Be persistent. I like to say that insurance companies are bigger and badder than us and are counting on us to feel overwhelmed, intimidated, and just give up. Stick with it. Know the facts: what does your policy say; what is considered best practice and what peer-reviewed evidence is there; what are your rights as a patient/member.
Advocate for yourself. Use the above tips to advocate for yourself or a family member. Be polite but firm and persistent. Enlist the assistance of your healthcare providers. Go up the chain of command.
Please contact me if I can help
Last spring, when I first wrote about navigating the health care system during the restrictions due to Covid, I never thought I would still be speaking and writing about that topic now! But it’s still extremely relevant as visitor restrictions are still in place for inpatients, patients in emergency departments, outpatients, and long-term care residents. I spoke on this topic recently as part of the North Suburban YMCA’s Adult Education Series. Basically, the guidance to be prepared and focus on good communication applies more than ever. The video also includes tips regarding telehealth appointments.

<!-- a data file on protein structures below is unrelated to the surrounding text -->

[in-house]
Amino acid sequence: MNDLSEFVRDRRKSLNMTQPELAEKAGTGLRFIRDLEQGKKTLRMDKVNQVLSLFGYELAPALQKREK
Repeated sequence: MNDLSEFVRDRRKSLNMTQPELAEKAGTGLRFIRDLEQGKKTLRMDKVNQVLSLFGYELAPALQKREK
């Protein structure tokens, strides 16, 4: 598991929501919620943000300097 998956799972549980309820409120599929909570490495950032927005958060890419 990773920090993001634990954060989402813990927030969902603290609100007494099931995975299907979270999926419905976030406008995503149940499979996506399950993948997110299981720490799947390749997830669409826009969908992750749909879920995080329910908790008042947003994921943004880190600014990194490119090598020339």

Regarding being prepared, think about these two questions:
I’ve blogged before about the importance of creating a health information binder. It’s critical to do so AND to make sure that someone knows where it is so they can access the important information and advocate for you.
Communication is different as you may have to rely on phone and video communication when your loved one is in the hospital. Key points include:
Choosing the right health insurance plan can be overwhelming. It may be tempting to just keep the plan you currently have rather than look at spreadsheets and dense, hard-to-decipher descriptions of coverage options.
That’s a mistake. Whether you’re over 65 and inundated with advertising about Medicare open enrollment options or getting your insurance through the Marketplace or working for a company whose annual open enrollment is taking place this fall, it’s imperative that we review our current plan and see what our options are for 2021.
Here are some things to keep in mind regardless of where you get your health insurance:
Medicare Open Enrollment started October 15 and you can’t watch TV these days without seeing commercial after commercial about different Medicare insurance options. During Medicare Open Enrollment you can:
A few tips:
Health Insurance Marketplace and Employer Health Plans